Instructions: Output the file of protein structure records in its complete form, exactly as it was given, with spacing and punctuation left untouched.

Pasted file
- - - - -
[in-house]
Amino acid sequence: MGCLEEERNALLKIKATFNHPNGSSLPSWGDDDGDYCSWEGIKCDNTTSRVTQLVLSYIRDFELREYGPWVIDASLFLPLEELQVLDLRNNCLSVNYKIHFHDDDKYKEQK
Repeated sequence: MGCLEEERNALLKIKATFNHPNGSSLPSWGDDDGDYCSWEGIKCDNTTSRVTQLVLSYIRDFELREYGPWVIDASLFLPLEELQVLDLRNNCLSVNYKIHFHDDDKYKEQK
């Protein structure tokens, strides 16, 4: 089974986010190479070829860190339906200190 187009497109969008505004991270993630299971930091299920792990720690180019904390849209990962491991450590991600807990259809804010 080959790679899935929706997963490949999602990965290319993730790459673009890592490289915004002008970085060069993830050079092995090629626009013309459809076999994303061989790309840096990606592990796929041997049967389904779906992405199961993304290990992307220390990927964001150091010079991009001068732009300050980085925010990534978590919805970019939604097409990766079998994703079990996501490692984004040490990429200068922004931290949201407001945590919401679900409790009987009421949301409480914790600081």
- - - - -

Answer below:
[in-house]
Amino acid sequence: MGCLEEERNALLKIKATFNHPNGSSLPSWGDDDGDYCSWEGIKCDNTTSRVTQLVLSYIRDFELREYGPWVIDASLFLPLEELQVLDLRNNCLSVNYKIHFHDDDKYKEQK
Repeated sequence: MGCLEEERNALLKIKATFNHPNGSSLPSWGDDDGDYCSWEGIKCDNTTSRVTQLVLSYIRDFELREYGPWVIDASLFLPLEELQVLDLRNNCLSVNYKIHFHDDDKYKEQK
């Protein structure tokens, strides 16, 4: 089974986010190479070829860190339906200190 187009497109969008505004991270993630299971930091299920792990720690180019904390849209990962491991450590991600807990259809804010 080959790679899935929706997963490949999602990965290319993730790459673009890592490289915004002008970085060069993830050079092995090629626009013309459809076999994303061989790309840096990606592990796929041997049967389904779906992405199961993304290990992307220390990927964001150091010079991009001068732009300050980085925010990534978590919805970019939604097409990766079998994703079990996501490692984004040490990429200068922004931290949201407001945590919401679900409790009987009421949301409480914790600081």